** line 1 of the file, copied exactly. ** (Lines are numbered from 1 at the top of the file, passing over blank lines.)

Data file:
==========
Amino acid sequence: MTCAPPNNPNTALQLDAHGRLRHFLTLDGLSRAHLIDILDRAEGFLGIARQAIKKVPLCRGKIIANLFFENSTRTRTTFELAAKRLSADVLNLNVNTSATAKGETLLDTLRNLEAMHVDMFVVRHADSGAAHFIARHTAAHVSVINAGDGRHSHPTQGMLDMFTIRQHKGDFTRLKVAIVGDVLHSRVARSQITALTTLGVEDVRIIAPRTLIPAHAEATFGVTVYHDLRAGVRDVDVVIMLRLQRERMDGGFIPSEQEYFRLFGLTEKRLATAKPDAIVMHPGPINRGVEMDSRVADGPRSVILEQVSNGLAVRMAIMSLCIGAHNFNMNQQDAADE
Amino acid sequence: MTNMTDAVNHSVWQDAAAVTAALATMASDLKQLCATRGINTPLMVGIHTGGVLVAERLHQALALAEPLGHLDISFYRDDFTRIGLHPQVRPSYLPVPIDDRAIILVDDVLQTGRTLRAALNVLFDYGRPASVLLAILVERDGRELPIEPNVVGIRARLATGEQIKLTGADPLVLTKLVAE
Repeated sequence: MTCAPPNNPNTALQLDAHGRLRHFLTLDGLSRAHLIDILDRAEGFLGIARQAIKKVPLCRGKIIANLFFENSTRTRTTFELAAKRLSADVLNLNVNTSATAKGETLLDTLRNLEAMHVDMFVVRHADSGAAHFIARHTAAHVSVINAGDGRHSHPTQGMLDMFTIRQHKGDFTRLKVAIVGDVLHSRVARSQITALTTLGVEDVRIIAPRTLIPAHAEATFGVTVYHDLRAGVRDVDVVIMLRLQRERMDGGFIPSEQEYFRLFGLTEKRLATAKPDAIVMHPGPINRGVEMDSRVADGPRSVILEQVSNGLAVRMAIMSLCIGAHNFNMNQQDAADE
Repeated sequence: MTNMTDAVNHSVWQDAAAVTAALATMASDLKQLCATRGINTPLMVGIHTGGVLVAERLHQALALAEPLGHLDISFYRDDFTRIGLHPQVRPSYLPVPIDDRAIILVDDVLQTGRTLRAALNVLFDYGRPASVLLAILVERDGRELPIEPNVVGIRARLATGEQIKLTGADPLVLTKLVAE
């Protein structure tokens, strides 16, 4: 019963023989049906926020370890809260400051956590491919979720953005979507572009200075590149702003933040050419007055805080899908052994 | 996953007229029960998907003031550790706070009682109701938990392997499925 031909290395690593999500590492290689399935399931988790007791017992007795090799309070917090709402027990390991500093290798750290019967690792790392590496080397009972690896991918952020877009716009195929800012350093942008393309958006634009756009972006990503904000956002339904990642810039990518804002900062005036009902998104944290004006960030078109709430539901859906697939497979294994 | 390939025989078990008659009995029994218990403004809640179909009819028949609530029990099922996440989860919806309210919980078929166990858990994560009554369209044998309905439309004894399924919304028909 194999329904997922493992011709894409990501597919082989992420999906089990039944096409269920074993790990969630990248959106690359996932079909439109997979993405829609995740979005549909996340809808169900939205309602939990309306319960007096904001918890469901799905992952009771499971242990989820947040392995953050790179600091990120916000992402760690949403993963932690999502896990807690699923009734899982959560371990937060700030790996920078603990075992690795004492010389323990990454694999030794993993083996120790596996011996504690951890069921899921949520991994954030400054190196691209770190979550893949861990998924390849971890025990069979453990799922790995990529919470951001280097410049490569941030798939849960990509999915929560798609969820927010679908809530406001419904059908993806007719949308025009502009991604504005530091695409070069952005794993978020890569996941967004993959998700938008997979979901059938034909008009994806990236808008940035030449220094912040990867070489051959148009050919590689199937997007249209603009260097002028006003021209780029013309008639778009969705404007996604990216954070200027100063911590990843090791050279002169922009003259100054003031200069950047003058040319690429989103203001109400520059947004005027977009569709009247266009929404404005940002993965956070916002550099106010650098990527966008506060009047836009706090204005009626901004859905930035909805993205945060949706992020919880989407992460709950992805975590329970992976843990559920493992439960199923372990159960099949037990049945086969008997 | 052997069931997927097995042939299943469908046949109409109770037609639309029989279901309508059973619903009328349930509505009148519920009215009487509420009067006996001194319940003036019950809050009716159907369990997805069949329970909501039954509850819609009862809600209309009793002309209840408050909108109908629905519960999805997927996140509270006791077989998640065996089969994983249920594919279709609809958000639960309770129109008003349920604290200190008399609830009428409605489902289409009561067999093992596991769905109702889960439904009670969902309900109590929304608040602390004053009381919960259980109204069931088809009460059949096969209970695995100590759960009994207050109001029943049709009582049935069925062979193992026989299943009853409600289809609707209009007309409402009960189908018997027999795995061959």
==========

Amino acid sequence: MTCAPPNNPNTALQLDAHGRLRHFLTLDGLSRAHLIDILDRAEGFLGIARQAIKKVPLCRGKIIANLFFENSTRTRTTFELAAKRLSADVLNLNVNTSATAKGETLLDTLRNLEAMHVDMFVVRHADSGAAHFIARHTAAHVSVINAGDGRHSHPTQGMLDMFTIRQHKGDFTRLKVAIVGDVLHSRVARSQITALTTLGVEDVRIIAPRTLIPAHAEATFGVTVYHDLRAGVRDVDVVIMLRLQRERMDGGFIPSEQEYFRLFGLTEKRLATAKPDAIVMHPGPINRGVEMDSRVADGPRSVILEQVSNGLAVRMAIMSLCIGAHNFNMNQQDAADE